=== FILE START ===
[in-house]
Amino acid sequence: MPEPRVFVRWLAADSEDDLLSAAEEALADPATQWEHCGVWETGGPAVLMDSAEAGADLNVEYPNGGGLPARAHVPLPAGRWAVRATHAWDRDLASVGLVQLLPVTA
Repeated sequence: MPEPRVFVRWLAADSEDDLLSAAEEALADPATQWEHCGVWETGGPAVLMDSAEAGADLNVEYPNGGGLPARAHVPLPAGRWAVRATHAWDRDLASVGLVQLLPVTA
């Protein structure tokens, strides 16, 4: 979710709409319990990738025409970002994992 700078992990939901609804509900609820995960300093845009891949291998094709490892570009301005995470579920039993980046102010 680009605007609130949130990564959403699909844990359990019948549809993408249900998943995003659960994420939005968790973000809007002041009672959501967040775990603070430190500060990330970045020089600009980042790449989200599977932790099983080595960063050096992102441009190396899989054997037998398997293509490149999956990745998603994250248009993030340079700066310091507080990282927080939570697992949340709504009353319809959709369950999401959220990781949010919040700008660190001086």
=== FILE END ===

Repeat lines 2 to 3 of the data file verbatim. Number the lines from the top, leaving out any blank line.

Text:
Amino acid sequence: MPEPRVFVRWLAADSEDDLLSAAEEALADPATQWEHCGVWETGGPAVLMDSAEAGADLNVEYPNGGGLPARAHVPLPAGRWAVRATHAWDRDLASVGLVQLLPVTA
Repeated sequence: MPEPRVFVRWLAADSEDDLLSAAEEALADPATQWEHCGVWETGGPAVLMDSAEAGADLNVEYPNGGGLPARAHVPLPAGRWAVRATHAWDRDLASVGLVQLLPVTA